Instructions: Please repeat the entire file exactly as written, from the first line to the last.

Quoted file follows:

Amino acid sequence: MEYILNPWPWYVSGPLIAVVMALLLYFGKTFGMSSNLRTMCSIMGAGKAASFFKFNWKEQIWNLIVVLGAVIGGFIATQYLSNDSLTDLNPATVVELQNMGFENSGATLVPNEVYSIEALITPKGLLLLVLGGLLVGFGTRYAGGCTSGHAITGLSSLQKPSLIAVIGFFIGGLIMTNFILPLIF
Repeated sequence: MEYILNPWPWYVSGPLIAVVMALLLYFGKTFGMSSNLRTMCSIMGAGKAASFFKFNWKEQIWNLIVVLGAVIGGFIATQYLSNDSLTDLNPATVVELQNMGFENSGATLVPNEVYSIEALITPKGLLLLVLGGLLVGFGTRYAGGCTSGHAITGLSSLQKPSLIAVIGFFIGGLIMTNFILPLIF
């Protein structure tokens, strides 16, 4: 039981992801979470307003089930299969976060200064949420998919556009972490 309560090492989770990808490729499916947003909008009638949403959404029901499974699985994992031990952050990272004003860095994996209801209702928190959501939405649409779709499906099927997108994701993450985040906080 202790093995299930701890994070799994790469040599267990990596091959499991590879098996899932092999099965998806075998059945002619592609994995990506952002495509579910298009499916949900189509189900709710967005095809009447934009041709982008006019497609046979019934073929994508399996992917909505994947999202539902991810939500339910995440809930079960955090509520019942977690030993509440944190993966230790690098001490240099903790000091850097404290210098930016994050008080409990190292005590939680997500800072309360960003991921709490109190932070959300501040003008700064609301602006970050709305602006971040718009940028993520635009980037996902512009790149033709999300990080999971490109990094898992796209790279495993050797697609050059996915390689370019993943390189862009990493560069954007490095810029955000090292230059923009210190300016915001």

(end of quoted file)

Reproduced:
Amino acid sequence: MEYILNPWPWYVSGPLIAVVMALLLYFGKTFGMSSNLRTMCSIMGAGKAASFFKFNWKEQIWNLIVVLGAVIGGFIATQYLSNDSLTDLNPATVVELQNMGFENSGATLVPNEVYSIEALITPKGLLLLVLGGLLVGFGTRYAGGCTSGHAITGLSSLQKPSLIAVIGFFIGGLIMTNFILPLIF
Repeated sequence: MEYILNPWPWYVSGPLIAVVMALLLYFGKTFGMSSNLRTMCSIMGAGKAASFFKFNWKEQIWNLIVVLGAVIGGFIATQYLSNDSLTDLNPATVVELQNMGFENSGATLVPNEVYSIEALITPKGLLLLVLGGLLVGFGTRYAGGCTSGHAITGLSSLQKPSLIAVIGFFIGGLIMTNFILPLIF
């Protein structure tokens, strides 16, 4: 039981992801979470307003089930299969976060200064949420998919556009972490 309560090492989770990808490729499916947003909008009638949403959404029901499974699985994992031990952050990272004003860095994996209801209702928190959501939405649409779709499906099927997108994701993450985040906080 202790093995299930701890994070799994790469040599267990990596091959499991590879098996899932092999099965998806075998059945002619592609994995990506952002495509579910298009499916949900189509189900709710967005095809009447934009041709982008006019497609046979019934073929994508399996992917909505994947999202539902991810939500339910995440809930079960955090509520019942977690030993509440944190993966230790690098001490240099903790000091850097404290210098930016994050008080409990190292005590939680997500800072309360960003991921709490109190932070959300501040003008700064609301602006970050709305602006971040718009940028993520635009980037996902512009790149033709999300990080999971490109990094898992796209790279495993050797697609050059996915390689370019993943390189862009990493560069954007490095810029955000090292230059923009210190300016915001």